Being so of its time – like few other means of artistic expression, as it is so anchored in a given moment by its aesthetic and technological parameters, and by the currentness of the subjects addressed – has made video art something of a disruptor. Rarely has a medium simultaneously benefitted and suffered from such an adherence to the era that produced it. Because of the continuous stream of images in which we are surrounded, and all the free associations that encourage the sharing of sources, the usual organization or categorization of representation is blurred. The status given to images is unclear and finding ways in which artistic practices can stand out is challenging. Many contemporary video works situate themselves at the border between fiction and documentary. This in-between space, which simultaneously appeals to the imagination and nourishes different fields of knowledge, places viewers at the center of the work and invites them to adopt an active, more than contemplative, position, to weave the threads and make connections to draw out meaning. Other works that flirt with popular culture or with the current technical limitations of the medium sometimes leave the viewer undecided as to how to understand the work, uncertain whether the subject is the methodology or a critique of this. Though it may appear familiar at first glance, given the references used or the narrative, aesthetic, or technological cues, video art remains challenging to its audiences. Added to the constant attention required so that meaning can be constructed, is the equation of the work’s duration. This complex modus operandi greatly influences the work’s reception and lends a certain self-sufficiency to it, as each video is received individually, avoiding the direct confrontation or dialogue that might occur between works in an exhibition outside of the realms of moving image.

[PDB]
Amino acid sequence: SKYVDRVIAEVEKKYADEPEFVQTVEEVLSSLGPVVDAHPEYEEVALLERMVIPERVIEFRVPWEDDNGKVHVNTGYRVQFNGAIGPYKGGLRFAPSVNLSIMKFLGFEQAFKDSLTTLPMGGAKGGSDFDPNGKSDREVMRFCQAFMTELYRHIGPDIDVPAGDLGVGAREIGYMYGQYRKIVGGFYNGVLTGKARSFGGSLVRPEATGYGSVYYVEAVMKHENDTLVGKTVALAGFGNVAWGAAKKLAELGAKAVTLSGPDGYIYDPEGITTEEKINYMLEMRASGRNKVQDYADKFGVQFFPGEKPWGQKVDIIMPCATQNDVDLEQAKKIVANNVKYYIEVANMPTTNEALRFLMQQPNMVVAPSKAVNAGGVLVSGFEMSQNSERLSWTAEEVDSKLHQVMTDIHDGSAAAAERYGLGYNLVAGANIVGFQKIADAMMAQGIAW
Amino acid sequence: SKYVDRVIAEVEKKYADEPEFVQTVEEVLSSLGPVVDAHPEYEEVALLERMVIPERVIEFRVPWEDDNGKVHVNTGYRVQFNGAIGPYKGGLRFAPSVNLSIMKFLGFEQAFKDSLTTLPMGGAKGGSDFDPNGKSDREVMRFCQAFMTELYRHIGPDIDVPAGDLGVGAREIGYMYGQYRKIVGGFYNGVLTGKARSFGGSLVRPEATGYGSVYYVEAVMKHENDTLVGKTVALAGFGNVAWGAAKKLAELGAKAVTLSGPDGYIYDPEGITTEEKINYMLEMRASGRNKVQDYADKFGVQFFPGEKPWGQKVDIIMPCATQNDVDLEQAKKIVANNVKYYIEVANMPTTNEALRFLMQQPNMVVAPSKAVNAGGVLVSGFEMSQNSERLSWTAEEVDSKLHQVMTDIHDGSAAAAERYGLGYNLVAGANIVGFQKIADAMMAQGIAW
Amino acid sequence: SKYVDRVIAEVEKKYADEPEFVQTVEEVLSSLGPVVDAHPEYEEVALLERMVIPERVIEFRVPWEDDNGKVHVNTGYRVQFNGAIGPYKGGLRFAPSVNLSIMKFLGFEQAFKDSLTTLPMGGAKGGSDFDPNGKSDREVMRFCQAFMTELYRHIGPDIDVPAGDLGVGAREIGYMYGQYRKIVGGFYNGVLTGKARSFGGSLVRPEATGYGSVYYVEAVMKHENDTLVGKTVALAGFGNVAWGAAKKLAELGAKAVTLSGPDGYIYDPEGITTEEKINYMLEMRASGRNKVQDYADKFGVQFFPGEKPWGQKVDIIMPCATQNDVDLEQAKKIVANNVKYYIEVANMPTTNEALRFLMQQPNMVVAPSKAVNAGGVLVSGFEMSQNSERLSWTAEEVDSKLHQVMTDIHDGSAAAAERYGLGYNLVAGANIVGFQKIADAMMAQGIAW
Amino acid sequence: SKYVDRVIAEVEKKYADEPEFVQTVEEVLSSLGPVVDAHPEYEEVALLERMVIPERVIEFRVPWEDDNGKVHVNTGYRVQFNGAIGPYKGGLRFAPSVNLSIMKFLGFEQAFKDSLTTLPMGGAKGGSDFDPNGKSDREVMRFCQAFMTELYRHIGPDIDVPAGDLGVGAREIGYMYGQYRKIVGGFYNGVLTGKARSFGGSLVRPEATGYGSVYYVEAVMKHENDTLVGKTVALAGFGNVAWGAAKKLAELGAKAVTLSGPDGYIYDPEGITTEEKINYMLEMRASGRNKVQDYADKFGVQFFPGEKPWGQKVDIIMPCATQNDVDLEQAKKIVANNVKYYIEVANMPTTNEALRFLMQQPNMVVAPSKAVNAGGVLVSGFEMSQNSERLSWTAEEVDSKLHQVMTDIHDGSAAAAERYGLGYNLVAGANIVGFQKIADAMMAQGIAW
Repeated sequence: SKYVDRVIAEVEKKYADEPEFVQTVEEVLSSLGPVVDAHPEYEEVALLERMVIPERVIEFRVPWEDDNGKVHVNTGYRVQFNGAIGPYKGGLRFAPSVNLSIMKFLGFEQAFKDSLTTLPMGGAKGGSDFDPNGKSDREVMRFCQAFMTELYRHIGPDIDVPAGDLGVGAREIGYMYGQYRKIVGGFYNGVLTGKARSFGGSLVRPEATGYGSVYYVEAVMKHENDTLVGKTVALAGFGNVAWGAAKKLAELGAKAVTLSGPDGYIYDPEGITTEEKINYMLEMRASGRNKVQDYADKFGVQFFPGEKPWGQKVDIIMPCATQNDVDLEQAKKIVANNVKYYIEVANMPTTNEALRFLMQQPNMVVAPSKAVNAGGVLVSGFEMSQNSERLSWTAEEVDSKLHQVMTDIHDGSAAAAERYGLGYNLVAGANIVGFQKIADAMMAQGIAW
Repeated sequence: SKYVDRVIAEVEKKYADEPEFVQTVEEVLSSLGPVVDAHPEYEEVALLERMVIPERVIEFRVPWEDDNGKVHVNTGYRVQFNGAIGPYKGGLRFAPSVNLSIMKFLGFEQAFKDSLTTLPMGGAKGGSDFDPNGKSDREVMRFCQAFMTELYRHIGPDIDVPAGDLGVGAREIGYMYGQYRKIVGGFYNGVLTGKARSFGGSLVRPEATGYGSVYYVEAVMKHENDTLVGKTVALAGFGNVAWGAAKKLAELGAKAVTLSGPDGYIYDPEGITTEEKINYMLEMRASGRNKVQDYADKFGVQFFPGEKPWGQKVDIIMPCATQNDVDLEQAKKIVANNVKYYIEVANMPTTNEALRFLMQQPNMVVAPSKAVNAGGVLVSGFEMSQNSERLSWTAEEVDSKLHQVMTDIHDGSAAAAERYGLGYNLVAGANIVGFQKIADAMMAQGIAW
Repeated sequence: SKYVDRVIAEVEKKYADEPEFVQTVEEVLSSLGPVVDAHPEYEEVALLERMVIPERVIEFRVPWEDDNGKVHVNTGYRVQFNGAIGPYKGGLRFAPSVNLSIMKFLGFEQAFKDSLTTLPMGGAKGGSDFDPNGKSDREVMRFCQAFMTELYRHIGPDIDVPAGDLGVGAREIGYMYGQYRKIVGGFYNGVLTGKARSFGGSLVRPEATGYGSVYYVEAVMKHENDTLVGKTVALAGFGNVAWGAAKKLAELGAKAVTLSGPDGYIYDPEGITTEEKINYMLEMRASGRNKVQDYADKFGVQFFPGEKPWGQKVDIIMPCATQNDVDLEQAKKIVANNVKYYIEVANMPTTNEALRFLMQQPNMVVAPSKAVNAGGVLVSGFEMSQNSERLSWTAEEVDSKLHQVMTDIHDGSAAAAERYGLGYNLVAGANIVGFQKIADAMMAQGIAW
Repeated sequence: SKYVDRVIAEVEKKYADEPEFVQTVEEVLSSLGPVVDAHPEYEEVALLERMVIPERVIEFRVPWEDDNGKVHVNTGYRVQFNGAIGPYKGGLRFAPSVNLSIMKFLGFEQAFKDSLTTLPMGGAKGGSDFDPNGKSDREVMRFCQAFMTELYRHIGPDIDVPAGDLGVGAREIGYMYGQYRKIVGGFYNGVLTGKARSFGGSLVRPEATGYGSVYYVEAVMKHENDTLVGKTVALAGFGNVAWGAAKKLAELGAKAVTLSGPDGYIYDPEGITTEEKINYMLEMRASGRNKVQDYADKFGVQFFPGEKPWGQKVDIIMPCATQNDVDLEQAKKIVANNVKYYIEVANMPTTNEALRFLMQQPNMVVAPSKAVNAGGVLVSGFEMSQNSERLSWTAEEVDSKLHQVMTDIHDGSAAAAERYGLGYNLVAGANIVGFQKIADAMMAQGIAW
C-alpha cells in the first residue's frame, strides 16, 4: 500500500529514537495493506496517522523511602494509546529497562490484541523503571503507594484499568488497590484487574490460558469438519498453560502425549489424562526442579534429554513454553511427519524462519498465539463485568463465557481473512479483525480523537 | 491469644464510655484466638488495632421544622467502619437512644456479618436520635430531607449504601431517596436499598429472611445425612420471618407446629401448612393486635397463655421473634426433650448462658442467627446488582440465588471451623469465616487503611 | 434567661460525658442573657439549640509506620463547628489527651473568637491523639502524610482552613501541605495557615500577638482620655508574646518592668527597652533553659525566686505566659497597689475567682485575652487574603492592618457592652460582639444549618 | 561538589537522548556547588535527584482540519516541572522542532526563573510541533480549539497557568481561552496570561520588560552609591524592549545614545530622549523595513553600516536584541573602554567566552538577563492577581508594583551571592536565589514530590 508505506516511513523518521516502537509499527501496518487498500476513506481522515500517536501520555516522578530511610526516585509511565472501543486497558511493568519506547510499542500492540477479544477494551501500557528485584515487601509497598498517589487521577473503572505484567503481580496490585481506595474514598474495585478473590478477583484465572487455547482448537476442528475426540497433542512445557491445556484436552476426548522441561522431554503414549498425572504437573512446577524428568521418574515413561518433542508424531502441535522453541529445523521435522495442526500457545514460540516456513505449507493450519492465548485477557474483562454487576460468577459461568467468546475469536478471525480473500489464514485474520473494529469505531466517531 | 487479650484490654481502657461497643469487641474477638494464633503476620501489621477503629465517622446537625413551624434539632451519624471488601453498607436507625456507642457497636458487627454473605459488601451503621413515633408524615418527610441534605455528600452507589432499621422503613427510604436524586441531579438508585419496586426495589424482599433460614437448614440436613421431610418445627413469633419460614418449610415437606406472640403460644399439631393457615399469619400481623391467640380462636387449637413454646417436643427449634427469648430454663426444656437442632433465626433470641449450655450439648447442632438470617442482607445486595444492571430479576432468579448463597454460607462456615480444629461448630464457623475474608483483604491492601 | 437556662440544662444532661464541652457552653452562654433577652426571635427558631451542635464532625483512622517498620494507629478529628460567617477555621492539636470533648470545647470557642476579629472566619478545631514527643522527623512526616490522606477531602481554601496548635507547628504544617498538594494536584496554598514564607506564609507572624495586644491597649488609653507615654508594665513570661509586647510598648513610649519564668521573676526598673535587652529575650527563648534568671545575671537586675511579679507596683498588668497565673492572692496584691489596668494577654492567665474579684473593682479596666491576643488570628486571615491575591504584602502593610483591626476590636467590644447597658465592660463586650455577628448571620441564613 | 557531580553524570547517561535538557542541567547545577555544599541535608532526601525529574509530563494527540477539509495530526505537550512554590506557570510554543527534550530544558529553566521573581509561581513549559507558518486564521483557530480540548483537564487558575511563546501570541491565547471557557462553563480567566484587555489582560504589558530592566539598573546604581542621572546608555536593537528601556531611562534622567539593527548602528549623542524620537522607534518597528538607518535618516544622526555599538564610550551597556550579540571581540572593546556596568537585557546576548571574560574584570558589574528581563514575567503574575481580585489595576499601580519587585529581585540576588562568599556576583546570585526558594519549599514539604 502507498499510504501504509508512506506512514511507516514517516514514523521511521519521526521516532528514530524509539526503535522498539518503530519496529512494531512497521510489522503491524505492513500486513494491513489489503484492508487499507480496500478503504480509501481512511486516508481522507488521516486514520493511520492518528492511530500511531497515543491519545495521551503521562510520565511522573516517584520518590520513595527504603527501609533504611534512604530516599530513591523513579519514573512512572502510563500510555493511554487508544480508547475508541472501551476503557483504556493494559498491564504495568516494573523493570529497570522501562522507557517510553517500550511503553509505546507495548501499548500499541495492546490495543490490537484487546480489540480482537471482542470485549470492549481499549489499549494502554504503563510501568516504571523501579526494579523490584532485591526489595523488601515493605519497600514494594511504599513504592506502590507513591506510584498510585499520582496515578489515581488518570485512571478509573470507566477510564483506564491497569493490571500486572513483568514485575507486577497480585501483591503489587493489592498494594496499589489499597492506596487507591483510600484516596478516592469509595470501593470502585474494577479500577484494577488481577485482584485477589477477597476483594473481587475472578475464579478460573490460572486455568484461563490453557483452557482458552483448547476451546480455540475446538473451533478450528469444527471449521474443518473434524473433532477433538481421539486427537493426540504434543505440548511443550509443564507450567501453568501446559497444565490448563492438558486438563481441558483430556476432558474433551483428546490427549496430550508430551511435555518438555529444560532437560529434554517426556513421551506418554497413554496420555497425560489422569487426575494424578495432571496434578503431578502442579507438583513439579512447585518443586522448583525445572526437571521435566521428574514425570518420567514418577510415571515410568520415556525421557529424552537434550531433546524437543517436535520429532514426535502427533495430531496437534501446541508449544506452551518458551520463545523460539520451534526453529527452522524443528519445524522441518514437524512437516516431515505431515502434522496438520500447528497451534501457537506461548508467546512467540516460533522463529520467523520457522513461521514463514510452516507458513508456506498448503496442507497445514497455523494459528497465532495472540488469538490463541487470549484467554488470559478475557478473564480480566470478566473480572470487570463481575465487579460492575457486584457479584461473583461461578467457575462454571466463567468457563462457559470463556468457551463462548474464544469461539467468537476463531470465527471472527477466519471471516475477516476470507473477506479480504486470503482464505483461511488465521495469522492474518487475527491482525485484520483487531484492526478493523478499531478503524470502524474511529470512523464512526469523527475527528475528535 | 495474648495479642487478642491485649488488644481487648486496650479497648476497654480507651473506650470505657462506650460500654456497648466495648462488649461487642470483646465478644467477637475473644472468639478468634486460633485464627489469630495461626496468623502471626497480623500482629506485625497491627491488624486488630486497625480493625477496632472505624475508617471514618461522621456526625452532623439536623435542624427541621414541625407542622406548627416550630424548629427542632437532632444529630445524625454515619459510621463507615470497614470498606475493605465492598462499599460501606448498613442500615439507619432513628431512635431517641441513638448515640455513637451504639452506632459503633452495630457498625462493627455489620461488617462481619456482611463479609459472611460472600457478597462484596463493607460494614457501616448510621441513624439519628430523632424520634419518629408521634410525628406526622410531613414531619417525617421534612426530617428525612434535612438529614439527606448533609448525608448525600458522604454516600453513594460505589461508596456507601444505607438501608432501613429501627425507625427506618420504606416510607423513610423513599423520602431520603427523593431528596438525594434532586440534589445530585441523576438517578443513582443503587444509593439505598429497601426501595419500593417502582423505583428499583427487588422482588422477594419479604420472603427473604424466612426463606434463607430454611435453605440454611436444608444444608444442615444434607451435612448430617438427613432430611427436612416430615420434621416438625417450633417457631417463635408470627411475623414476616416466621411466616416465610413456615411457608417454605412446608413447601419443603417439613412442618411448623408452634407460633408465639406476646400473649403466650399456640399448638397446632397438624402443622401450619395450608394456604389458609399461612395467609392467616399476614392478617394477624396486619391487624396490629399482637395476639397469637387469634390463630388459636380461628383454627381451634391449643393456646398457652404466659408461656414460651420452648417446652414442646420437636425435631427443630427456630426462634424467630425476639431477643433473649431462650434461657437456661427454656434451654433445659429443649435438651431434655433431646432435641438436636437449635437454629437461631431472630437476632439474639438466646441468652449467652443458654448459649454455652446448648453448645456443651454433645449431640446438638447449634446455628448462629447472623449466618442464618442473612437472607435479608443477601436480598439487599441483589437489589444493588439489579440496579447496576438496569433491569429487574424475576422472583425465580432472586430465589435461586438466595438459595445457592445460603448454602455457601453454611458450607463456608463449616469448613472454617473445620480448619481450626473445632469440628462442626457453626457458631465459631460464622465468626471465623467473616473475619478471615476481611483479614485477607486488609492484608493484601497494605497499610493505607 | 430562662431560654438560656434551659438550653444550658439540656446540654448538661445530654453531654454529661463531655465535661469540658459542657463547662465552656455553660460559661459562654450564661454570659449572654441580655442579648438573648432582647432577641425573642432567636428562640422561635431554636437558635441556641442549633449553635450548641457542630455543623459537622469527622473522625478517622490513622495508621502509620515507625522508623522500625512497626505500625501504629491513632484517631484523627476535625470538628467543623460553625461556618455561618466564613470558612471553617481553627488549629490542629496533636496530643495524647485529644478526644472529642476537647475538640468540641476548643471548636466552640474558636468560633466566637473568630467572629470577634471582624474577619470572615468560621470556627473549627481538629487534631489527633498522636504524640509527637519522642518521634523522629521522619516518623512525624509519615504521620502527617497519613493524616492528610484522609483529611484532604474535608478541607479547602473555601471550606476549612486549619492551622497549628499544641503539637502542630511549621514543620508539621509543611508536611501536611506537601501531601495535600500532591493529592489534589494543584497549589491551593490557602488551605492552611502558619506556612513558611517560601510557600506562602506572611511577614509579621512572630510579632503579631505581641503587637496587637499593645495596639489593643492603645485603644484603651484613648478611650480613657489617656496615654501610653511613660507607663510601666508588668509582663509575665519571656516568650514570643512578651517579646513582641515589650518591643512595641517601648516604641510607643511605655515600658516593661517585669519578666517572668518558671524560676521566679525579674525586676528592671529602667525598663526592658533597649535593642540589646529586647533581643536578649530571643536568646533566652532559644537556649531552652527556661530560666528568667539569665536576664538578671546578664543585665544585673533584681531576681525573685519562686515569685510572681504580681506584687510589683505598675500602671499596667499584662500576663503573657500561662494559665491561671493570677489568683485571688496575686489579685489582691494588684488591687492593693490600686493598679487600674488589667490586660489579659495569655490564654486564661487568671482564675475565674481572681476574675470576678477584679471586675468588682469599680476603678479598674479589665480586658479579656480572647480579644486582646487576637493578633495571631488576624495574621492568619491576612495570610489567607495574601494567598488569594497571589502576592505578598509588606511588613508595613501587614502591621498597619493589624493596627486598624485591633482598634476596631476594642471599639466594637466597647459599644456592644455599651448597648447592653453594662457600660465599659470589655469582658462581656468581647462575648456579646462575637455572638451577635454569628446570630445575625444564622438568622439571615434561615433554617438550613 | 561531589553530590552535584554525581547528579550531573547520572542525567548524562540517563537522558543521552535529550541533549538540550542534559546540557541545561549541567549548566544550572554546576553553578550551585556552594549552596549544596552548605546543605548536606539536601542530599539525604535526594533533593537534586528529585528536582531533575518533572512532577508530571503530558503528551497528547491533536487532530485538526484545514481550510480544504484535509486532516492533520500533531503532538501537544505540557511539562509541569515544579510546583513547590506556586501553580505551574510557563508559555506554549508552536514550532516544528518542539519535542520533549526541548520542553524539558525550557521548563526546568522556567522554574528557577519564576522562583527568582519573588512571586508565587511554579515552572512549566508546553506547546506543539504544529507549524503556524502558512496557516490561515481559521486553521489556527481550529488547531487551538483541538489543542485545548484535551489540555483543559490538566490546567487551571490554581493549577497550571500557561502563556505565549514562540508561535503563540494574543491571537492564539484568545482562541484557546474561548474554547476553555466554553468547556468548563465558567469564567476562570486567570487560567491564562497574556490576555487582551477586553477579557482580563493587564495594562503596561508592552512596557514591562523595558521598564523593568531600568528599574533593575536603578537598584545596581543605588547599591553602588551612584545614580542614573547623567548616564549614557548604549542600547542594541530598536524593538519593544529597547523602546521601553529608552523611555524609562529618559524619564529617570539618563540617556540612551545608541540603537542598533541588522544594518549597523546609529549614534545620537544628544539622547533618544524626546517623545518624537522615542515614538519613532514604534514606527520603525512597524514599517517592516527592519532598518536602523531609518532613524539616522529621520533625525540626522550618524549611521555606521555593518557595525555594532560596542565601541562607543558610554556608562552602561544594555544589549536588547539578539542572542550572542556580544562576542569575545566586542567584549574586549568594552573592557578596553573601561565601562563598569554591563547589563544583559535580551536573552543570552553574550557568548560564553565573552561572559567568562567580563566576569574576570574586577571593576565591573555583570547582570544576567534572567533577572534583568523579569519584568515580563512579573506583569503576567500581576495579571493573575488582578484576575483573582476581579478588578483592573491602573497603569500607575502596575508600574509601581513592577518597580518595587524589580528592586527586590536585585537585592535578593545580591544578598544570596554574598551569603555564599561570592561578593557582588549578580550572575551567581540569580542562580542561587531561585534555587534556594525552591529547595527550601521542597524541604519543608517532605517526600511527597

[Fig. 07] How to explain performance art to my teenage daughter, 2018.

Although video art has enjoyed a certain amount of attention in all types of dissemination circuits and is an artistic practice that benefits from numerous and varied formal models, there are few precedents for its presentation that stand out. Time is intrinsic to this medium: the time to which the work belongs, which provides bait to seduce or solicit interest, and the time of its duration. These relationships to time frequently coexist in a sort of anti-synchronism that already individually encloses the work and renders its inscription in the larger field of the exhibition – or video programme – difficult. Often, the selection of videos must be rethought, so that they work in harmony for the viewer, with temporalities that allow images to coexist and captivate within the timeframe, and durations that fit with the time of the exhibition or programme, both individually and as a group. To have this close proximity, the union of respective times for each image space – and accompanying sounds – surpasses the diversity and contributes to the overall temporality of what is presented.